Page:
Christmas in London: a weekend of theatre, shopping and great food – News Shopper
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Heading to London this festive season? Here’s a guide of what you can do
Following what has undoubtedly been a challenging 18 months, West End businesses are kick-starting a six-week campaign to shine a light on the exciting experiences that can only be discovered in the West End.
Only in the West End…. This Christmas aims to encourage Londoners and Brits to come together and celebrate the true joy of ‘in real life’ festive experiences.
From visiting Selfridges Christmas Market on the Mews or shopping at the oldest toy store in the world Hamleys to experiencing a West End Theatre show or iconic, quintessentially English Afternoon Tea at The Ritz London there is so much to see and do in the West End this Christmas. We tried out a few of the suggestions ourselves…
I’m always getting blisters at Christmas. Pounding the streets to fill five sacks for five children who return the goods on Boxing Day for the cash has an effect on the achilles and often leaves a bleeding heart. ‘Every year,’ my husband sighs. ‘Why?’ ‘It’s for the children,’ I defend. Not this year. This year, post-covid restrictions and pre blisters, it’s all about having a Christmas Experience while possibly picking up gifts along the way, and restricting endless miles to just one. If I am going to get blisters they’ll be Mayfair ones because that’s where I’m heading, with a pre-planned itinerary I’m going to stick to, which will save me retracing steps and allow me to sample the Christmas build up in comparative luxury and definite ease.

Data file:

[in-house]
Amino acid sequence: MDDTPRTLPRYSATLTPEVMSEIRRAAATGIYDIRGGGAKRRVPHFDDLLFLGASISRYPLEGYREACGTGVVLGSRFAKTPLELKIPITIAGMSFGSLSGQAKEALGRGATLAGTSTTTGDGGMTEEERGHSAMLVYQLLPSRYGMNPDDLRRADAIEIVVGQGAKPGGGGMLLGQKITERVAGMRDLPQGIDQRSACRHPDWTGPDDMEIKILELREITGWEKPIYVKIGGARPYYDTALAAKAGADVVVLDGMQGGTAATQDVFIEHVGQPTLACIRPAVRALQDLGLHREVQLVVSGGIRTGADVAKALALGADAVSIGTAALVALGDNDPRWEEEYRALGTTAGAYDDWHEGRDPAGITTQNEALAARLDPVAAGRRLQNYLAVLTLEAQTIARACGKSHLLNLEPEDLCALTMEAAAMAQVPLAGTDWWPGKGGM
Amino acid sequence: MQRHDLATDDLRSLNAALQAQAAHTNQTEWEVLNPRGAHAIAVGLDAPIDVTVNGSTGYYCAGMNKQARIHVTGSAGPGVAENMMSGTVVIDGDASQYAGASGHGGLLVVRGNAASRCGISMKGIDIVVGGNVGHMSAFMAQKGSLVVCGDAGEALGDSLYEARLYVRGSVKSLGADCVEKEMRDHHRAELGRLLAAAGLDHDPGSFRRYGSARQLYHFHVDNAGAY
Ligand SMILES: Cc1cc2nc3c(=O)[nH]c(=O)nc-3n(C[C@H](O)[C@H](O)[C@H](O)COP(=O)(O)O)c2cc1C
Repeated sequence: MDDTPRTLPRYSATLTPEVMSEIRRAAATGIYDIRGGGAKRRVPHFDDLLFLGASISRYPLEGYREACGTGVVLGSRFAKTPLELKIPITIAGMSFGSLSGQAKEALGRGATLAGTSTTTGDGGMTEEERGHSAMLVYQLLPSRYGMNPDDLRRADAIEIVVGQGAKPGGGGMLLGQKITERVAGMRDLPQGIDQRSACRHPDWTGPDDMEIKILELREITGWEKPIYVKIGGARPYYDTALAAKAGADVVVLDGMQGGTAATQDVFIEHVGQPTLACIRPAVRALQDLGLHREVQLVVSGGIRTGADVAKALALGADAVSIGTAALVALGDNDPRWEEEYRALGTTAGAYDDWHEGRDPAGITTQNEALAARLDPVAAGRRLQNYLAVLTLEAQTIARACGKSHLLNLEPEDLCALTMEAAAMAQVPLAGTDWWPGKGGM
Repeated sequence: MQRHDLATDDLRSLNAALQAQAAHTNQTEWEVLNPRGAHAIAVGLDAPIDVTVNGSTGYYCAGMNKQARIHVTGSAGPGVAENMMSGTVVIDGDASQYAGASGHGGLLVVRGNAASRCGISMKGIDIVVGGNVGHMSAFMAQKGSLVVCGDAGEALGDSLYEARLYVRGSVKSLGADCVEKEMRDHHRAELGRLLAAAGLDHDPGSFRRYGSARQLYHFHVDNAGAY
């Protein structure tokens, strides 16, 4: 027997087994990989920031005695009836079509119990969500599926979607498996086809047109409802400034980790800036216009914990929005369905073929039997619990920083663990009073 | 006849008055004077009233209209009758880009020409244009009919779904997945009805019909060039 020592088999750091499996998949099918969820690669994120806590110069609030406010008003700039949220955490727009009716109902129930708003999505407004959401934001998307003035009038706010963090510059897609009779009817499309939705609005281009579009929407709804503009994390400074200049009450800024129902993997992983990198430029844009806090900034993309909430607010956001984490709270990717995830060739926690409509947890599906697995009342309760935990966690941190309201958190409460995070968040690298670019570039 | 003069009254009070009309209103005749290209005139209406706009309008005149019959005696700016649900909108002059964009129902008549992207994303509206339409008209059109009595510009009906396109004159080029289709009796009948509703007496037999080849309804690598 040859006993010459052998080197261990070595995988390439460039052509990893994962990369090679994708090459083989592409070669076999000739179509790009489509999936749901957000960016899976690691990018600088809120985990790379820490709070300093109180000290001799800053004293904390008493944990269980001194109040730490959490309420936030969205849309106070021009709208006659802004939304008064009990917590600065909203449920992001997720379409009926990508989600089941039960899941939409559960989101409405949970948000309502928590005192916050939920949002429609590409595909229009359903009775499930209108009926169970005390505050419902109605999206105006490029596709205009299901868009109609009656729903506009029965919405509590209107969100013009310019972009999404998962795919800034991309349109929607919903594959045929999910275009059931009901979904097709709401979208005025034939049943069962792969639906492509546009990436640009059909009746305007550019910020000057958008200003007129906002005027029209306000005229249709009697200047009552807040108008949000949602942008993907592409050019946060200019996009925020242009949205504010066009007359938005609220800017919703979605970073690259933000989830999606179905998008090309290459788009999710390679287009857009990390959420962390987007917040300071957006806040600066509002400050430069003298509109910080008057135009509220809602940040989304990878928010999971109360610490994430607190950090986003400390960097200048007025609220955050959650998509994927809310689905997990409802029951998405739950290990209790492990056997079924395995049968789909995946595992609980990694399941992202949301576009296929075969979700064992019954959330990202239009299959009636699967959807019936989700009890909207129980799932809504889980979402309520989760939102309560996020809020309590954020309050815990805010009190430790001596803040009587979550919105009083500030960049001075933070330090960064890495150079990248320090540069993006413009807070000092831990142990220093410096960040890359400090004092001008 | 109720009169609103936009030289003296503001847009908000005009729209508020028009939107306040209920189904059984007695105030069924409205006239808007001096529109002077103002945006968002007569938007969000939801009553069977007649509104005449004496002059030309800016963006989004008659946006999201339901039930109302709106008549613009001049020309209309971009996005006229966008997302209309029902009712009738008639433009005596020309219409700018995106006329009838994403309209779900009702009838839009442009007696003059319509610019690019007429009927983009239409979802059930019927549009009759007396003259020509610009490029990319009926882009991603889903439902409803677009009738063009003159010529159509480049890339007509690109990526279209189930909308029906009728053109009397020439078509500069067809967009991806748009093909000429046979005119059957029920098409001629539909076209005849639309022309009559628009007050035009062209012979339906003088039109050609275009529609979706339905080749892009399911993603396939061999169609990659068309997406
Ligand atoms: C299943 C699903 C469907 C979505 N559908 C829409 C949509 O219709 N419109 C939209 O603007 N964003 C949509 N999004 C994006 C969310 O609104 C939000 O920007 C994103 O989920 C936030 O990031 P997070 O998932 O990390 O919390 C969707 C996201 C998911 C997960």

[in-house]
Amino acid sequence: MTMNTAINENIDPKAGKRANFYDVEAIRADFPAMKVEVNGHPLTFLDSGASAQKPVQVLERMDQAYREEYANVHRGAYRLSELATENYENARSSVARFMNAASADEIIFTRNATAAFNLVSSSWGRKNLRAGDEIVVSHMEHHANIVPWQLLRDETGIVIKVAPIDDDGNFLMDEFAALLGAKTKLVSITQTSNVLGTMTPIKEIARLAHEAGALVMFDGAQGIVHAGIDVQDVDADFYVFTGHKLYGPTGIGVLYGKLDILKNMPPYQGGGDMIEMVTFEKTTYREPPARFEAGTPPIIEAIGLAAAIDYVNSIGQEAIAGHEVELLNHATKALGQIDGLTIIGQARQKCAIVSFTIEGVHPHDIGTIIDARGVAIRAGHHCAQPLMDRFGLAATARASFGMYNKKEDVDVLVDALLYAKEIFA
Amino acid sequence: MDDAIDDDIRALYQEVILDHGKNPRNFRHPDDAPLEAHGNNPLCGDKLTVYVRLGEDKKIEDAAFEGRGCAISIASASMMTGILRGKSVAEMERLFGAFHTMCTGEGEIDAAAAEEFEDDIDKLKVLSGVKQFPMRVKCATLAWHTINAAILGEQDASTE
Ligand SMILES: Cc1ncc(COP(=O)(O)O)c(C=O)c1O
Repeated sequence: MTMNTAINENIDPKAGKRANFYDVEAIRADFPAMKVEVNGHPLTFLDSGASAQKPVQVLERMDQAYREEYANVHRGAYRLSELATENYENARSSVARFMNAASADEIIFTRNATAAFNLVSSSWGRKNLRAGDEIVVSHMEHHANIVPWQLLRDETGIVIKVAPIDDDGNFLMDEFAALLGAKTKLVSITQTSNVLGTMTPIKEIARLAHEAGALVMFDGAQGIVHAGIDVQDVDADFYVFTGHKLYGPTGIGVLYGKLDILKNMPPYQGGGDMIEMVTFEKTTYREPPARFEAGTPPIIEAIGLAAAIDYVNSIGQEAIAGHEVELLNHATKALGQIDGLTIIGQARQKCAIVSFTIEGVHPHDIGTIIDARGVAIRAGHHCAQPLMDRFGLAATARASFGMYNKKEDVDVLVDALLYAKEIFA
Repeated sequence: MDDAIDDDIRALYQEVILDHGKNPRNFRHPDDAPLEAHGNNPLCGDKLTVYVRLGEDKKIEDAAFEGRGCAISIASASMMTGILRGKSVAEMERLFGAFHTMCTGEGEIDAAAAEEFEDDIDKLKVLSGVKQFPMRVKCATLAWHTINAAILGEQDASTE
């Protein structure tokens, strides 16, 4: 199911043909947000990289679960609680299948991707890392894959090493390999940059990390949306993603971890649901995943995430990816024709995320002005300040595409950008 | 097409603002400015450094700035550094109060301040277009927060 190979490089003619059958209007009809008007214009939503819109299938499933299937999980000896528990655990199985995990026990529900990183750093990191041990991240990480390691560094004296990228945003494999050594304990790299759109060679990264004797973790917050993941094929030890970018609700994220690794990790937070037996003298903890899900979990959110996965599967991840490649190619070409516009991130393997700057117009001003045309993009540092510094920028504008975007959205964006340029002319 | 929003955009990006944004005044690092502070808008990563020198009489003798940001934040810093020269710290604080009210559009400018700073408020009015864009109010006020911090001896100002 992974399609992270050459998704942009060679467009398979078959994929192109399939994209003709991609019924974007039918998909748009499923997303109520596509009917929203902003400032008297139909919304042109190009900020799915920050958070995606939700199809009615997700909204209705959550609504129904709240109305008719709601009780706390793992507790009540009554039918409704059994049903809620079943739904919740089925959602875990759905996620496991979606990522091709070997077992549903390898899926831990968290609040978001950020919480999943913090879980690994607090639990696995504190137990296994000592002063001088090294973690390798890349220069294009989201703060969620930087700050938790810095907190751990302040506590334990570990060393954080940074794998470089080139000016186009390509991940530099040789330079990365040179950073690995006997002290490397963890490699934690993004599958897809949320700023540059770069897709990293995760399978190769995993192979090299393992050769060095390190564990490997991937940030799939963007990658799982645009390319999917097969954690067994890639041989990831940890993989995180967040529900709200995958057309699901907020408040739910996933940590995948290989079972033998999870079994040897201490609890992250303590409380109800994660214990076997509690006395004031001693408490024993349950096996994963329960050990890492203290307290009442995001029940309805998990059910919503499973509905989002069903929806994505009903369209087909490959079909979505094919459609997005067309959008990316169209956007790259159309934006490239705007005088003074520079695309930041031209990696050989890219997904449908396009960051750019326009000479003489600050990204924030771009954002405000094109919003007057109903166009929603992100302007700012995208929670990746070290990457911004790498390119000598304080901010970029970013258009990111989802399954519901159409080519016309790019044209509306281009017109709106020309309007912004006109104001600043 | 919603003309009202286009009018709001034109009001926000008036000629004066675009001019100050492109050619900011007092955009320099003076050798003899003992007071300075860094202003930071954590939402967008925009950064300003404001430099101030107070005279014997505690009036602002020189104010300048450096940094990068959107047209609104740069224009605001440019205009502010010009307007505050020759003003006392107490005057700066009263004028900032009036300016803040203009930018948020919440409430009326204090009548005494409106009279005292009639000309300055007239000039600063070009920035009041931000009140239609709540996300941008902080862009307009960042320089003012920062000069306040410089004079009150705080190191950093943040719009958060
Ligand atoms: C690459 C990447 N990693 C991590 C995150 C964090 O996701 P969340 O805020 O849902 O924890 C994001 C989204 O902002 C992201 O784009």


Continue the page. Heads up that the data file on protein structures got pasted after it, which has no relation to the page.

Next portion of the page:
I start the day on the edge of Mayfair at Princes Street. I’m starving and craving healthy food. Newly opened in London, I’m heading straight to The Avocado Show because this restaurant is about good vibes and ‘Pretty Healthy Food.’ I have heard the food is stunning and delicious here, made from nutritious and sustainable avocados, presented in all sorts of creative and different ways. Their aim is to serve avocados ‘ in every cool city in the world’ and, having opened only two weeks previously, I’m happy this has coincided with my Mayfair trip.